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23 Nov 2021
by Emma Olsson

How to open up conversations with men about the menopause

As women, it is common to file certain topics under “girl talk”. Maybe your introduction to the concept of menstruation came from a private conversation with your mother, or an awkward gender-segregated talk at school.

Perhaps you never had such a conversation at all. As women, we can go to great lengths to conceal our biology: secretly slipping a tampon to a friend in need, working through immense pain during our periods, and yes, even hiding menopause symptoms from the men in our lives. But why this dedication to hide our biology from men? Increasingly, the idea that men ought to be shielded from the everyday reality of living with a uterus has become outdated. That's why we need to talk to men about menopause.

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But it’s too awkward, you may say. Or maybe you prefer to keep certain things to yourself. That’s alright, but hiding topics like menopause from men makes life all the more difficult for those suffering from debilitating symptoms. Women and men live and work together, so the more men are aware of menopause’s effects and are comfortable with discussing symptoms, the easier it becomes for women to ask for help at work, or even to feel comfortable in their own homes. If you’re looking for ways to get the conversation going, here are a few tips.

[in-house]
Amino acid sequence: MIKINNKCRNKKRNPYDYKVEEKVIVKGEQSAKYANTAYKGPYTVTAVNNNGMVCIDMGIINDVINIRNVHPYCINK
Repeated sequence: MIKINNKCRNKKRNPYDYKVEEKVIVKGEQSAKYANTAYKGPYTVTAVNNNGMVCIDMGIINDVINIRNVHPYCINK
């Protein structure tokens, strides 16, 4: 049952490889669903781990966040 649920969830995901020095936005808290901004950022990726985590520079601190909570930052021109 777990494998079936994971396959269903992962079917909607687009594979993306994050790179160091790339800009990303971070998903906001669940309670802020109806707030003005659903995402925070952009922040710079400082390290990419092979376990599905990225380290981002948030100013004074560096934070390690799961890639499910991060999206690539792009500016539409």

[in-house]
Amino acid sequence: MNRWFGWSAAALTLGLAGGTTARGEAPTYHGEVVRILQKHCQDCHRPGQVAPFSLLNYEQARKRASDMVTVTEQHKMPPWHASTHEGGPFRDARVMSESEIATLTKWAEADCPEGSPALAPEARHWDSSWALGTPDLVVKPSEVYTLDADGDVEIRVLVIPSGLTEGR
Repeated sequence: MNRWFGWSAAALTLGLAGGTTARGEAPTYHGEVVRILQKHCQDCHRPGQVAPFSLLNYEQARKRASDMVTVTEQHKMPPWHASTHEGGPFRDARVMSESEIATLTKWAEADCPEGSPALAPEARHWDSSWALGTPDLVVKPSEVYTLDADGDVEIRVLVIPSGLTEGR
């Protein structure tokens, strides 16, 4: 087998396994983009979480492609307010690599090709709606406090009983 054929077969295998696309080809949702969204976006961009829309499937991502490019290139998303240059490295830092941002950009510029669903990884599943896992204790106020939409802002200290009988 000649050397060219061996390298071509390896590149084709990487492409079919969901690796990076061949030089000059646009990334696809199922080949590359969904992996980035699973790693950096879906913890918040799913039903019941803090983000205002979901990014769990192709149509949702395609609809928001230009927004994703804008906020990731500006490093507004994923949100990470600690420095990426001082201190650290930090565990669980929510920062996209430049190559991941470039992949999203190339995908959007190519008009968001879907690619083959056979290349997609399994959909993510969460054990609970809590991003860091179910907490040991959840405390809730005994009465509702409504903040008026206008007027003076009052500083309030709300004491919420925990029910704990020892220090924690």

Normalise conversations about women’s health

Perhaps the best way to encourage discussions about menopause with men is to remove the taboo of women’s health topics in the first place. Breaking social taboos can take years, even generations, but the women’s health taboo is already dissipating.

Menopause is a natural part of life for almost everyone with a uterus—that’s roughly half of the world population. Despite this ubiquity, discussions about menopause can be seen as awkward or out-of-place, or when they do occur, are imbued with sexist stereotypes. This feeling of discomfort in men can come from a lifelong “other-ing” of women, particularly when related to their health issues, that starts in early childhood. There is also a general lack of education around menopause. One US study found that only 46% of men with a partner going through menopause were aware that there were treatment options available for them. A shocking 22% were unsure whether their partner was going through menopause or not, indicating that the topic had not come up even amongst intimate partners.

The best way to stop this timidness is to talk candidly about women’s health. Taking a sick day at work due to pain from Menopause symptoms opens up conversations around gynae health and chronic pain that perhaps many men had not even considered. Talking openly about hormones and their effects on the mind and body might demystify their impact. Women’s health should not be an uncomfortable topic simply because it applies to women. Opening up these types of conversations with men will remove the barriers that segregate our everyday conversations on a gendered basis.